A recent article in the Washington Post titled “The Little League World Series bubble [due to Covid] shows it: Without parents, the kids are all right” commented on how refreshing it was to see kids without “parental interference ...where these ballplayers have giggled after beating a tag, cried after getting pulled from the mound or shimmied their hips and danced as if no one was watching.”
And while the pandemic has had a significant negative impact on children, COVID did force some situations upon us that may have been positive. As Jason Sabo, Ph.D., site supervisor at Lee Health’s Pediatric Behavioral Health Practice, wrote, “...the pandemic can allow our resilience to shine through and show our children how to make the best of even the worst situations.”
As we return to school and youth sports this fall, families need to continue to focus on creating a positive environment for kids and a number of PCA resources can be helpful:
Resources for Parents
From our Parent Course, we share how to cheer on your athlete from the sidelines using a technique we call "No-Directions Cheering."
It’s disconcerting for athletes to have parents yell out instructions.
Avoid giving your child advice on the sidelines by committing to No-Directions Cheering. Eliminate verbs in your cheering because you can’t give advice without verbs. For example, “Pass the ball to Sarah” is a no-no because it uses the word “pass” as a verb to give directions. On the other hand, “Great pass, Sarah!” gives no directions. You’re just commenting (appreciatively) on what you see Sarah doing.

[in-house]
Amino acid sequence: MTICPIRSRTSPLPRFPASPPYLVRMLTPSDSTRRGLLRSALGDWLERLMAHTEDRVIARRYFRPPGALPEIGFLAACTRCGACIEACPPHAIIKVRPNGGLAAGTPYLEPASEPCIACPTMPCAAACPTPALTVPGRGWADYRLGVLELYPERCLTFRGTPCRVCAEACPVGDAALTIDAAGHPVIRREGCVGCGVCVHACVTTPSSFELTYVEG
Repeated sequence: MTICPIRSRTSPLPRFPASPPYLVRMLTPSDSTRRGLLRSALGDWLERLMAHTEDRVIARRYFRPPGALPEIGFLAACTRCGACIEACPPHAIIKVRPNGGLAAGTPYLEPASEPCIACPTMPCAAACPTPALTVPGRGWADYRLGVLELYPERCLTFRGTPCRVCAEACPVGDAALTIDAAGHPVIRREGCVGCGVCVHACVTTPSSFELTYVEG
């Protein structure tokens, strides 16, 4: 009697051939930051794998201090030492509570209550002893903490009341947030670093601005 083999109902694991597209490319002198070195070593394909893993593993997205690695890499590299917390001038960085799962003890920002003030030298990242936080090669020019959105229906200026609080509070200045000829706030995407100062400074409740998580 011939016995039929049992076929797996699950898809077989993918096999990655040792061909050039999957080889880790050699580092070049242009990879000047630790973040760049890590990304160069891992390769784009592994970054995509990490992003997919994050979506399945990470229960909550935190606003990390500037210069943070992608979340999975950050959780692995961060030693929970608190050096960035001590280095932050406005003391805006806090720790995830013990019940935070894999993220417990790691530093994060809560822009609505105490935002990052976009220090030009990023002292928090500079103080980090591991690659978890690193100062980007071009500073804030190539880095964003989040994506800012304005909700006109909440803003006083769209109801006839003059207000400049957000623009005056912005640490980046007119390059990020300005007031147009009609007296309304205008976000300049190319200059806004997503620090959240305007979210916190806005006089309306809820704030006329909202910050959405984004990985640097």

Here are some examples of No-Directions Cheering:
No-Directions Cheering is important because your child will do better if it’s his game. So provide encouragement without direction – or even enjoy the game in silence. The more space you leave him to be the actor – a proactive player rather than a puppet on a string – the better.
This resource is from a case study in PCA Founder Jim Thompson’s book, The Power of Double-Goal Coaching
Sideline Confrontation: In a crucial situation near the end of a tight game against a strong opponent, the official makes a call against your team that appears wrong. Two parents of your players, outraged by the call, begin to yell at the officials. Your team loses narrowly. The parents continue to scream at the official while your players look to you expectantly. As a Double-Goal Coach®, what should you do?
As bad as things are, they can get much worse. Your first priority is reining in your outraged problem parents and monitoring fan behavior. And I do mean “your” parents. Parents come with players, and it is your responsibility to shape their behavior to avoid parent/coach conflict. Here’s how:
If you have an assistant coach, have him take players to a meeting place away from the field. If you are the only coach present, ask your captains to gather the team at a meeting place and wait for you there.
Approach the yelling parents to quiet them down. Be firm without causing any further escalation. “I need you to leave the officials alone right now!”
Empathize with the parents while reminding them that they are violating your team culture of Honoring the Game. “I know that was a tough call to take, but I need you to stop and set an example for our team.” If Honoring the Game is part of your team culture, remind them now. “Remember, we’re a team that Honors the Game."